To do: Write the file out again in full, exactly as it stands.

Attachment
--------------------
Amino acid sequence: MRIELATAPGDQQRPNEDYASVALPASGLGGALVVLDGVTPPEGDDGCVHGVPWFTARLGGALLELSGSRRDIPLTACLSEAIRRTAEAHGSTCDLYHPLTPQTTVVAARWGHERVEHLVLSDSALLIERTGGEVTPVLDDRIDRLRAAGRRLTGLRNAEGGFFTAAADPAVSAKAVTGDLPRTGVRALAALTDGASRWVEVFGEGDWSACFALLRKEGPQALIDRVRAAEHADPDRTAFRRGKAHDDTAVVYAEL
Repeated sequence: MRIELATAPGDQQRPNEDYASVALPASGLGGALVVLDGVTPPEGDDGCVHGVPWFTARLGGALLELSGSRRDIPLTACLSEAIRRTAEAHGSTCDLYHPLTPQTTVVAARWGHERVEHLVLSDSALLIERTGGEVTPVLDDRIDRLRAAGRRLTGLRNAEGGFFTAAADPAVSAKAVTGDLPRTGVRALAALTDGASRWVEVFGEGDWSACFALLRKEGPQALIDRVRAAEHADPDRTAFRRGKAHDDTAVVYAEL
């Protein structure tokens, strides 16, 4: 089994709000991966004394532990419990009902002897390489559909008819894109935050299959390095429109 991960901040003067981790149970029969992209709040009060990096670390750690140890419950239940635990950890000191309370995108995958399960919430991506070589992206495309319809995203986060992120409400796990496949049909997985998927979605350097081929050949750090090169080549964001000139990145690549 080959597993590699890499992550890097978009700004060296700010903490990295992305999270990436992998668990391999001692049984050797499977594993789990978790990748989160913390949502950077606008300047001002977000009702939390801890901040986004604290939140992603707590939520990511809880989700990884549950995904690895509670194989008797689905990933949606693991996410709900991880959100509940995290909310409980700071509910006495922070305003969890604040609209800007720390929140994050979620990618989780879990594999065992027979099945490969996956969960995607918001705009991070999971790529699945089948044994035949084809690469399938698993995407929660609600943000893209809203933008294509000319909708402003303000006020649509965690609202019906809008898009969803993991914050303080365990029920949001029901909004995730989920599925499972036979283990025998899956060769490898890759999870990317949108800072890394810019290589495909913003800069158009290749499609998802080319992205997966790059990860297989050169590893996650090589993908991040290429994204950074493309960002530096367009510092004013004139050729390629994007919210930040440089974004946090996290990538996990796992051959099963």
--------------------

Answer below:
Amino acid sequence: MRIELATAPGDQQRPNEDYASVALPASGLGGALVVLDGVTPPEGDDGCVHGVPWFTARLGGALLELSGSRRDIPLTACLSEAIRRTAEAHGSTCDLYHPLTPQTTVVAARWGHERVEHLVLSDSALLIERTGGEVTPVLDDRIDRLRAAGRRLTGLRNAEGGFFTAAADPAVSAKAVTGDLPRTGVRALAALTDGASRWVEVFGEGDWSACFALLRKEGPQALIDRVRAAEHADPDRTAFRRGKAHDDTAVVYAEL
Repeated sequence: MRIELATAPGDQQRPNEDYASVALPASGLGGALVVLDGVTPPEGDDGCVHGVPWFTARLGGALLELSGSRRDIPLTACLSEAIRRTAEAHGSTCDLYHPLTPQTTVVAARWGHERVEHLVLSDSALLIERTGGEVTPVLDDRIDRLRAAGRRLTGLRNAEGGFFTAAADPAVSAKAVTGDLPRTGVRALAALTDGASRWVEVFGEGDWSACFALLRKEGPQALIDRVRAAEHADPDRTAFRRGKAHDDTAVVYAEL
């Protein structure tokens, strides 16, 4: 089994709000991966004394532990419990009902002897390489559909008819894109935050299959390095429109 991960901040003067981790149970029969992209709040009060990096670390750690140890419950239940635990950890000191309370995108995958399960919430991506070589992206495309319809995203986060992120409400796990496949049909997985998927979605350097081929050949750090090169080549964001000139990145690549 080959597993590699890499992550890097978009700004060296700010903490990295992305999270990436992998668990391999001692049984050797499977594993789990978790990748989160913390949502950077606008300047001002977000009702939390801890901040986004604290939140992603707590939520990511809880989700990884549950995904690895509670194989008797689905990933949606693991996410709900991880959100509940995290909310409980700071509910006495922070305003969890604040609209800007720390929140994050979620990618989780879990594999065992027979099945490969996956969960995607918001705009991070999971790529699945089948044994035949084809690469399938698993995407929660609600943000893209809203933008294509000319909708402003303000006020649509965690609202019906809008898009969803993991914050303080365990029920949001029901909004995730989920599925499972036979283990025998899956060769490898890759999870990317949108800072890394810019290589495909913003800069158009290749499609998802080319992205997966790059990860297989050169590893996650090589993908991040290429994204950074493309960002530096367009510092004013004139050729390629994007919210930040440089974004946090996290990538996990796992051959099963």